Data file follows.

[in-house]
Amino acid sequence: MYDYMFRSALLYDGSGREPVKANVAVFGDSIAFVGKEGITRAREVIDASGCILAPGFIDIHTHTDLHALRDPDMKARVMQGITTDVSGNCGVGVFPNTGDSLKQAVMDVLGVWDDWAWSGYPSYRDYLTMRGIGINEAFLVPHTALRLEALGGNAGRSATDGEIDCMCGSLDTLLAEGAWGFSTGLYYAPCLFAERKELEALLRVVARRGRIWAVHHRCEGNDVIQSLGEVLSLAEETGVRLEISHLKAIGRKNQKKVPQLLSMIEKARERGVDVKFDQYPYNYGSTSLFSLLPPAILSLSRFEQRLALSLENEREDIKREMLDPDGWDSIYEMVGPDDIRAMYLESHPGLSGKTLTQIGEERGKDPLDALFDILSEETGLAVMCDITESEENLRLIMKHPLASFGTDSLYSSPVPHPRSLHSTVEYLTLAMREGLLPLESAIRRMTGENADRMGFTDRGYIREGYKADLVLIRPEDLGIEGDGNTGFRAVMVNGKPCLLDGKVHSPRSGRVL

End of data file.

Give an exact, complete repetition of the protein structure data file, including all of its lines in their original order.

[in-house]
Amino acid sequence: MYDYMFRSALLYDGSGREPVKANVAVFGDSIAFVGKEGITRAREVIDASGCILAPGFIDIHTHTDLHALRDPDMKARVMQGITTDVSGNCGVGVFPNTGDSLKQAVMDVLGVWDDWAWSGYPSYRDYLTMRGIGINEAFLVPHTALRLEALGGNAGRSATDGEIDCMCGSLDTLLAEGAWGFSTGLYYAPCLFAERKELEALLRVVARRGRIWAVHHRCEGNDVIQSLGEVLSLAEETGVRLEISHLKAIGRKNQKKVPQLLSMIEKARERGVDVKFDQYPYNYGSTSLFSLLPPAILSLSRFEQRLALSLENEREDIKREMLDPDGWDSIYEMVGPDDIRAMYLESHPGLSGKTLTQIGEERGKDPLDALFDILSEETGLAVMCDITESEENLRLIMKHPLASFGTDSLYSSPVPHPRSLHSTVEYLTLAMREGLLPLESAIRRMTGENADRMGFTDRGYIREGYKADLVLIRPEDLGIEGDGNTGFRAVMVNGKPCLLDGKVHSPRSGRVL